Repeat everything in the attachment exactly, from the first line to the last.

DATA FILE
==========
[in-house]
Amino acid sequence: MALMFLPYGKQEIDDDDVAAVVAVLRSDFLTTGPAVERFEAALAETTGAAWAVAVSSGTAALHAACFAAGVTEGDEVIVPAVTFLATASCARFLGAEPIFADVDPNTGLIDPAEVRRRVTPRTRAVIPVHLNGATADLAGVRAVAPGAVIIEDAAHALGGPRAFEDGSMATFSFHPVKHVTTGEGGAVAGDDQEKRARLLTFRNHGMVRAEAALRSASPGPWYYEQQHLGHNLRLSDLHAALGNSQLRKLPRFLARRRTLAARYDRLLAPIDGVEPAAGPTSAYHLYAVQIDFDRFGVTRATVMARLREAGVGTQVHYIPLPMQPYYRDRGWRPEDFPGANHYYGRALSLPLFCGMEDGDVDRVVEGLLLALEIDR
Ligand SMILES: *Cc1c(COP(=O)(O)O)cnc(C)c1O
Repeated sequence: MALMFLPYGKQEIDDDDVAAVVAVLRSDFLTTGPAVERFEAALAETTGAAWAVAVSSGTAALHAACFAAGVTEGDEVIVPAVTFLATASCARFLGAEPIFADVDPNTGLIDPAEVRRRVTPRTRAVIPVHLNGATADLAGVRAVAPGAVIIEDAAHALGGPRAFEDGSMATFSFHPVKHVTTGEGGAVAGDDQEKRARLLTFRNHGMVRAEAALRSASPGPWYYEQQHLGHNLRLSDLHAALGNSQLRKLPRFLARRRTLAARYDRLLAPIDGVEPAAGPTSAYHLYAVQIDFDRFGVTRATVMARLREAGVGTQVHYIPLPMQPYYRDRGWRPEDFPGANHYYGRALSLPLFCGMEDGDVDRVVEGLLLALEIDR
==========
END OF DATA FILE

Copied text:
[in-house]
Amino acid sequence: MALMFLPYGKQEIDDDDVAAVVAVLRSDFLTTGPAVERFEAALAETTGAAWAVAVSSGTAALHAACFAAGVTEGDEVIVPAVTFLATASCARFLGAEPIFADVDPNTGLIDPAEVRRRVTPRTRAVIPVHLNGATADLAGVRAVAPGAVIIEDAAHALGGPRAFEDGSMATFSFHPVKHVTTGEGGAVAGDDQEKRARLLTFRNHGMVRAEAALRSASPGPWYYEQQHLGHNLRLSDLHAALGNSQLRKLPRFLARRRTLAARYDRLLAPIDGVEPAAGPTSAYHLYAVQIDFDRFGVTRATVMARLREAGVGTQVHYIPLPMQPYYRDRGWRPEDFPGANHYYGRALSLPLFCGMEDGDVDRVVEGLLLALEIDR
Ligand SMILES: *Cc1c(COP(=O)(O)O)cnc(C)c1O
Repeated sequence: MALMFLPYGKQEIDDDDVAAVVAVLRSDFLTTGPAVERFEAALAETTGAAWAVAVSSGTAALHAACFAAGVTEGDEVIVPAVTFLATASCARFLGAEPIFADVDPNTGLIDPAEVRRRVTPRTRAVIPVHLNGATADLAGVRAVAPGAVIIEDAAHALGGPRAFEDGSMATFSFHPVKHVTTGEGGAVAGDDQEKRARLLTFRNHGMVRAEAALRSASPGPWYYEQQHLGHNLRLSDLHAALGNSQLRKLPRFLARRRTLAARYDRLLAPIDGVEPAAGPTSAYHLYAVQIDFDRFGVTRATVMARLREAGVGTQVHYIPLPMQPYYRDRGWRPEDFPGANHYYGRALSLPLFCGMEDGDVDRVVEGLLLALEIDR